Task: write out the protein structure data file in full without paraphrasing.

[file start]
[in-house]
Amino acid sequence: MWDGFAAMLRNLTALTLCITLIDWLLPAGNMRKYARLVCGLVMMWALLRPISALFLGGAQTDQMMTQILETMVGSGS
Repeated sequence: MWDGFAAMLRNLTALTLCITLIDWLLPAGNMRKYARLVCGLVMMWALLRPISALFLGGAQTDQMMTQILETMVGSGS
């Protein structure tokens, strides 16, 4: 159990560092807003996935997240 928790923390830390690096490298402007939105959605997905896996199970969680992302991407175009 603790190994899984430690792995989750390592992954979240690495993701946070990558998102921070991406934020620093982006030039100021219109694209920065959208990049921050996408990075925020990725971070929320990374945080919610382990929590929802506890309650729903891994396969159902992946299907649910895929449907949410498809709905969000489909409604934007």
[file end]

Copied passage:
[in-house]
Amino acid sequence: MWDGFAAMLRNLTALTLCITLIDWLLPAGNMRKYARLVCGLVMMWALLRPISALFLGGAQTDQMMTQILETMVGSGS
Repeated sequence: MWDGFAAMLRNLTALTLCITLIDWLLPAGNMRKYARLVCGLVMMWALLRPISALFLGGAQTDQMMTQILETMVGSGS
């Protein structure tokens, strides 16, 4: 159990560092807003996935997240 928790923390830390690096490298402007939105959605997905896996199970969680992302991407175009 603790190994899984430690792995989750390592992954979240690495993701946070990558998102921070991406934020620093982006030039100021219109694209920065959208990049921050996408990075925020990725971070929320990374945080919610382990929590929802506890309650729903891994396969159902992946299907649910895929449907949410498809709905969000489909409604934007």